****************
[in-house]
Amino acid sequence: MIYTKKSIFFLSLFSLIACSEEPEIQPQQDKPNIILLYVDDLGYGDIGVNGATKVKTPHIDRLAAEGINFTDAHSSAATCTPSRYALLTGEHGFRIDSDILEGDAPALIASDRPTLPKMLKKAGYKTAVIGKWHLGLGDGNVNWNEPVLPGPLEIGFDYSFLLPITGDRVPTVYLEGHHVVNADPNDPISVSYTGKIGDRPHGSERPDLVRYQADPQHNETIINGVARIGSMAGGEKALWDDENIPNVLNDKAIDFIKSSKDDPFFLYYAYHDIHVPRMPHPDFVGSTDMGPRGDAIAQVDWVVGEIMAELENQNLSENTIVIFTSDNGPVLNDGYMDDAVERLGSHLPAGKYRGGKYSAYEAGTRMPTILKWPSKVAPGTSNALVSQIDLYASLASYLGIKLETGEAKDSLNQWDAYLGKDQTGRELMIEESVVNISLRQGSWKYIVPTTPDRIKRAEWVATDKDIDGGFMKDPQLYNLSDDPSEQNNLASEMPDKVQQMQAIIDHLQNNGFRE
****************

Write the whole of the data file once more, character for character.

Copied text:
[in-house]
Amino acid sequence: MIYTKKSIFFLSLFSLIACSEEPEIQPQQDKPNIILLYVDDLGYGDIGVNGATKVKTPHIDRLAAEGINFTDAHSSAATCTPSRYALLTGEHGFRIDSDILEGDAPALIASDRPTLPKMLKKAGYKTAVIGKWHLGLGDGNVNWNEPVLPGPLEIGFDYSFLLPITGDRVPTVYLEGHHVVNADPNDPISVSYTGKIGDRPHGSERPDLVRYQADPQHNETIINGVARIGSMAGGEKALWDDENIPNVLNDKAIDFIKSSKDDPFFLYYAYHDIHVPRMPHPDFVGSTDMGPRGDAIAQVDWVVGEIMAELENQNLSENTIVIFTSDNGPVLNDGYMDDAVERLGSHLPAGKYRGGKYSAYEAGTRMPTILKWPSKVAPGTSNALVSQIDLYASLASYLGIKLETGEAKDSLNQWDAYLGKDQTGRELMIEESVVNISLRQGSWKYIVPTTPDRIKRAEWVATDKDIDGGFMKDPQLYNLSDDPSEQNNLASEMPDKVQQMQAIIDHLQNNGFRE